By Joe Mayfield
As I recall growing up in the 1950's and the enjoyment of learning to rabbit hunt, and watching the dogs to determine if they are on a cold trail, or if the rabbit has been through the area within the last hour. What a shame, times have changed, young boys of today do not know of this excitement, instead they set in front of a television and watch cartoons or MTV. When I now look back, remembering how my Grandfather, Obie Lee Mayfield, passed onto me the skills of how to properly place a steel trap so that the animal will not get away, and the proper way to skin a hide so that it would not have a hole cut into it, decreasing the value when selling the hide.
It is a shame that today's young people do not know how to turn on the TV if they are unable to find the remote, and it's a shame that they do not have someone to teach them the basic living skills, or the satisfaction you receive from a hard days work.
I know how lucky I was to have someone in my life to pass onto me how to take care of my equipment, in order for it to last.
My Grandfather, (Pa), came from a family of eight boys, and times were hard in the late 1800's. Pa was born Dec. 25th 1888 to Mrs. Mary Compton Mayfield, and Mr. Leroy Hamilton Mayfield, his father passing away in 1900 when he was only 12 years old. Pa would always ask me "when was the last time you cleaned your gun", or "how long since you sharpened your knife". At night as we would set around the stove, I would watch Pa put saddle soap onto his leggings, (the leather leggings he is wearing in the photograph above.)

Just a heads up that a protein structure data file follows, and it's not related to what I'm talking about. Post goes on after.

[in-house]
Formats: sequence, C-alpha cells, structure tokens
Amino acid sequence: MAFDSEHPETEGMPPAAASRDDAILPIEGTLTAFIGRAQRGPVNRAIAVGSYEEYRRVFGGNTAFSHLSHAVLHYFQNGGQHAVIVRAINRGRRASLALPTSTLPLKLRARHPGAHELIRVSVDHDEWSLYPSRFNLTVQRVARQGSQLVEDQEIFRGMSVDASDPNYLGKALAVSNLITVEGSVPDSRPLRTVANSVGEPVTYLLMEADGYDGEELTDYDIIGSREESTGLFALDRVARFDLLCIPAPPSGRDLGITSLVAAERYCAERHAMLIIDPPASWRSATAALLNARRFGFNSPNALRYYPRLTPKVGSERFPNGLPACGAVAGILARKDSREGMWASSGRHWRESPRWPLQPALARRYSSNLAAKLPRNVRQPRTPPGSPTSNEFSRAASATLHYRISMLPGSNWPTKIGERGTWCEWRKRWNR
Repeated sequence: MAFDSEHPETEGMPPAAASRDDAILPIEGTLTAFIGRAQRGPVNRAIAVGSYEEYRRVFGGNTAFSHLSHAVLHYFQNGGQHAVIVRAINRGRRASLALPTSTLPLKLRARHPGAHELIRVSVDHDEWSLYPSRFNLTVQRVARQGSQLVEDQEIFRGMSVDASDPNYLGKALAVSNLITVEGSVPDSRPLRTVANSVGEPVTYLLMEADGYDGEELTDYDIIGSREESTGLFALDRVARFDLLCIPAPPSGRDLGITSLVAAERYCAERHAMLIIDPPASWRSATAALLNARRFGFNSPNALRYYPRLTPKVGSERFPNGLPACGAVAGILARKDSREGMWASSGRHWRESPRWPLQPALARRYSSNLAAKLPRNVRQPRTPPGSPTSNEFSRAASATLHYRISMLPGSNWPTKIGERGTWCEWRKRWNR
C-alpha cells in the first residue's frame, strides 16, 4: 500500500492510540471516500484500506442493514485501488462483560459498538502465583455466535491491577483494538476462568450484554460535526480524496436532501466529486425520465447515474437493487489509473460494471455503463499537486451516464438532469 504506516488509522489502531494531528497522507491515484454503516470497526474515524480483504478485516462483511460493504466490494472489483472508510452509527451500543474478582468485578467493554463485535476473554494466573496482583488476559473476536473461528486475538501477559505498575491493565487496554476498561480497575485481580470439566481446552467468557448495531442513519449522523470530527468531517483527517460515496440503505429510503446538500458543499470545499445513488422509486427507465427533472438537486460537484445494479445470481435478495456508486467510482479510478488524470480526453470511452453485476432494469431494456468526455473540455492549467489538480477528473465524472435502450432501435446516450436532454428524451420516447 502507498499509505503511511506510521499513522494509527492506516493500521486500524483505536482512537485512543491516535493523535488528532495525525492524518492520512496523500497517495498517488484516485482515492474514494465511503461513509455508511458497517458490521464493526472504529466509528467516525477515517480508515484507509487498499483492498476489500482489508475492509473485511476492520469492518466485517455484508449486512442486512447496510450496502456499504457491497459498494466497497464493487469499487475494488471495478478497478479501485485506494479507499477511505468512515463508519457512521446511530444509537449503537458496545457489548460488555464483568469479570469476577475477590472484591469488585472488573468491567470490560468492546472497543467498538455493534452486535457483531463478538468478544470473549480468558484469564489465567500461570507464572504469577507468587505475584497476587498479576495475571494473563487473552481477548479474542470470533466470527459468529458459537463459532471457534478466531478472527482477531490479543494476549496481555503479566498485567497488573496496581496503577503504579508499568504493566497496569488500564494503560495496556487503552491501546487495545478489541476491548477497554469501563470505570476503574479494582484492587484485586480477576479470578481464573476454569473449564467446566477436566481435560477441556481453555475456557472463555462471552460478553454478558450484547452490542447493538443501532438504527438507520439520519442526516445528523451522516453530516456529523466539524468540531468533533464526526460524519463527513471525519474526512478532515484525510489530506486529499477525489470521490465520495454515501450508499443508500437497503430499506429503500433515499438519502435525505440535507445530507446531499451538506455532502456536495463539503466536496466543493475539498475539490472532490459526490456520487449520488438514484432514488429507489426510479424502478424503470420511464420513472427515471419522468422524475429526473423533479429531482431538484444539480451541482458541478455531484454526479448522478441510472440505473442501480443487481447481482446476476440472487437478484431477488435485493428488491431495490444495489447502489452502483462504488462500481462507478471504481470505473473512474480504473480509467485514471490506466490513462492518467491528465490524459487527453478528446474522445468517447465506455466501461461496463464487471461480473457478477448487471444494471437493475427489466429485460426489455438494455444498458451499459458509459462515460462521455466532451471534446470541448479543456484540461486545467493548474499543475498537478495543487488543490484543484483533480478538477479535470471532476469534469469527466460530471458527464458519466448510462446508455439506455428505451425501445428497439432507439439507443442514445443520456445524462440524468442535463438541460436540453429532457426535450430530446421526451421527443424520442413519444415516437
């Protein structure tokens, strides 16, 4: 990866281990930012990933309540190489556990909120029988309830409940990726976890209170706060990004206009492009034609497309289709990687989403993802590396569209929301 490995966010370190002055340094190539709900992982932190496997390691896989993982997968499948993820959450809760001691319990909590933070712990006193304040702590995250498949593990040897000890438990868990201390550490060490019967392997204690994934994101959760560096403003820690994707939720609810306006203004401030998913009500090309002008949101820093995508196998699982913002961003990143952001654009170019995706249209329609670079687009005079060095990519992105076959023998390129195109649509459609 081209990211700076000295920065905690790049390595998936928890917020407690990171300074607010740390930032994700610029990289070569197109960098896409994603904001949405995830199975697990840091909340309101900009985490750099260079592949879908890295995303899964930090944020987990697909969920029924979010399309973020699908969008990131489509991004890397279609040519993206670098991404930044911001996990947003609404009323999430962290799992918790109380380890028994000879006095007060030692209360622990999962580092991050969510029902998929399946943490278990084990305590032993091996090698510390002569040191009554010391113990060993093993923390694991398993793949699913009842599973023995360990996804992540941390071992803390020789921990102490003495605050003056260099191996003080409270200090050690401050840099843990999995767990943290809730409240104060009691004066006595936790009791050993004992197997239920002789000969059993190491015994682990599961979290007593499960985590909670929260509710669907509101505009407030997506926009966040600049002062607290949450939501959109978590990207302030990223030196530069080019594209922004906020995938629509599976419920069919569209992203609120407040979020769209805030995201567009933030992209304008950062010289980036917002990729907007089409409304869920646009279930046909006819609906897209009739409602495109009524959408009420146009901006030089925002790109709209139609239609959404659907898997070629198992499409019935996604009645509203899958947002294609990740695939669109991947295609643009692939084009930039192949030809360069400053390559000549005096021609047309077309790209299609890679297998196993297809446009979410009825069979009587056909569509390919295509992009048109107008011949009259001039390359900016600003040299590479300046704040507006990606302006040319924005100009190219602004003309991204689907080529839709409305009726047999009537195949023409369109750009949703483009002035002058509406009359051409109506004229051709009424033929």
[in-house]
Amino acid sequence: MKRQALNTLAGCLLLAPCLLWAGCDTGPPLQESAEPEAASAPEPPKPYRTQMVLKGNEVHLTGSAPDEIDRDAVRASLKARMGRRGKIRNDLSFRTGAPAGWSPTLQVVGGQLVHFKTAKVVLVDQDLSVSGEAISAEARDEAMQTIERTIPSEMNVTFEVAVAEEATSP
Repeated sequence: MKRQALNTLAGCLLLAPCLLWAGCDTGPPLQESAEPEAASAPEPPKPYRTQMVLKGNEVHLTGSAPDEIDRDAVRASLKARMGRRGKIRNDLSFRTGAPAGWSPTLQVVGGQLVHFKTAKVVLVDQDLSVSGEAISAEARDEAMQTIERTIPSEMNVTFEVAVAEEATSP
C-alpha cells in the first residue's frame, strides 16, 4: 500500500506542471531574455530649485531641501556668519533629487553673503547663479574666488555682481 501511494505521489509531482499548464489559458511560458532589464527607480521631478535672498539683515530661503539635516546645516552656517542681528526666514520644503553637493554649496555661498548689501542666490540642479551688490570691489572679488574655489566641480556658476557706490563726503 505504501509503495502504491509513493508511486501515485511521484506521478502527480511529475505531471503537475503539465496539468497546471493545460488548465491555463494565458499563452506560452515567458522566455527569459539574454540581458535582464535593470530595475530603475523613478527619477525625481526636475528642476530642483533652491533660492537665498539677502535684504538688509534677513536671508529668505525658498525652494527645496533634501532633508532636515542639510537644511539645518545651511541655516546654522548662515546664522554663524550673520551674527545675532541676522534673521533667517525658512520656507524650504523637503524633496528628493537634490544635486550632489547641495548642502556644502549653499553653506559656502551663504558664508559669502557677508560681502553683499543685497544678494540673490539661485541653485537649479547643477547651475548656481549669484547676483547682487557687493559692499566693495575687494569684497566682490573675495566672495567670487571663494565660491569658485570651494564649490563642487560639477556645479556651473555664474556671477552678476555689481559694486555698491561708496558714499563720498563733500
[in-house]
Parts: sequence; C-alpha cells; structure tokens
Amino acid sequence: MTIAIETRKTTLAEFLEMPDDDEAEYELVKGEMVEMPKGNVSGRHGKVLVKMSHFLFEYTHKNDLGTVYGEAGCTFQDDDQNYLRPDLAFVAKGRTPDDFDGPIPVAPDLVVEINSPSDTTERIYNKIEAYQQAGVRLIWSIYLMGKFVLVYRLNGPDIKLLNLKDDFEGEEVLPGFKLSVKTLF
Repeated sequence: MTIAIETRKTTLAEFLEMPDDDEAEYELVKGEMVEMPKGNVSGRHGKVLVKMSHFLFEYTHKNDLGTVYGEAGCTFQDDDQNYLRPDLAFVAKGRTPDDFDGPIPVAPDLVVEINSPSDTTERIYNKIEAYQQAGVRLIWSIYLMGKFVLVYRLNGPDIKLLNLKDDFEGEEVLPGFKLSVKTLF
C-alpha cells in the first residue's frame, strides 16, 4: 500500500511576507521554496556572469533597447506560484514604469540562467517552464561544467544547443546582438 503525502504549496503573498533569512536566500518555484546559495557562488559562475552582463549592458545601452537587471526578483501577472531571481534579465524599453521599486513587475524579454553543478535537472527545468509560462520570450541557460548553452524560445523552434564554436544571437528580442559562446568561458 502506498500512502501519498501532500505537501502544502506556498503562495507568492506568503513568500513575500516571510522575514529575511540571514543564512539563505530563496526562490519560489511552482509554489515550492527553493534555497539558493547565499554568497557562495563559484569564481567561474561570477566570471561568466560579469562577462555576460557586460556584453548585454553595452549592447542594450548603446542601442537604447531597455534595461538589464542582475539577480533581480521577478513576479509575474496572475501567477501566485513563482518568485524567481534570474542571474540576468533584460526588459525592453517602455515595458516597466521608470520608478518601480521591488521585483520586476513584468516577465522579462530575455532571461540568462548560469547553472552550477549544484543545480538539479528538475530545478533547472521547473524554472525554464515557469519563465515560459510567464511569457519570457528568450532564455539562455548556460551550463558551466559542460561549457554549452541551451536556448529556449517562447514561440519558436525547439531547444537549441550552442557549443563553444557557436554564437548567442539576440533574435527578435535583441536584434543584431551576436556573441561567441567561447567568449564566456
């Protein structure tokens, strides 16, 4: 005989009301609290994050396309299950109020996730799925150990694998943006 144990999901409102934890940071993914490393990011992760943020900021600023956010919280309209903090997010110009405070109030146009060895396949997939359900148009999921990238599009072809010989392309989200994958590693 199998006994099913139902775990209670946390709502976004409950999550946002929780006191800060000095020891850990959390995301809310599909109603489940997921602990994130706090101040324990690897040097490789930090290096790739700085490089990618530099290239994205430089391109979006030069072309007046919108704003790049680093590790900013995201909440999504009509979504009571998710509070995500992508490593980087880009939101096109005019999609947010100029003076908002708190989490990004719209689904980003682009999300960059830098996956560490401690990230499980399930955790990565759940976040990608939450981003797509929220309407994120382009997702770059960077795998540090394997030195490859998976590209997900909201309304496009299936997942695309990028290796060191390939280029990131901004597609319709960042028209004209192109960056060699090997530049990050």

As I recall, there was not many things made from plastic in the 1950's, except the old radio that we would listen to the Grand Ole Opera on, but today almost everything is either plastic or made from plastic, automobiles, furniture, flat ware, if they become broken, just buy another one. It's hard to take pride in things that are merely disposable, how can you feel comfortable with an item you know may break each time you use it?
We are in the year 2004 of our Lord, and when it starts to snow, the public seems to lose control, the first thing they think of is "get to the grocery store", why do they not keep food in their home, why do they not set a good example for our youth, and teach them the importance of a well stocked household? Country people know these things, that's why young people that grow up in the country seem to always know what's important for their family's, and they have a stronger sense of family, and a greater love for the land and how to take care of it.
When I was 16 years old, my friend Jerry Jones, (Jonesie), and I would get up at 3:30 A.M. after spending the night with his Grandparents to go squirrel hunting on the mountain just behind their home, and we would usually be successful, and his Grandmother would make us squirrel and dumplings for supper. Once you've started your day off that way, it just seemed that you would have a better day at school. I wonder if any of the young boys today ever learn of this joy, of putting "meat on the table", or do they sleep as late as they can, and just make it to school before the bell rings?
What a shame that young people today do not have the opportunity to enjoy living close to the land, or learning to live off of the land. How can we show them the joys to be had, and how do we teach them that the TV is not their friend? I feel that sports is one answer, learning to compete, doing one's best, but let us not forget our history, and the things our Mother's and Father's went through so that we could have a better life than they.
I'm thankful to be from the "country", it has helped me in my everyday life, and it has helped me with my values. As with so many other country people, I want to keep the legacy alive, of those that have gone before us.
Published in US Legacies June 2004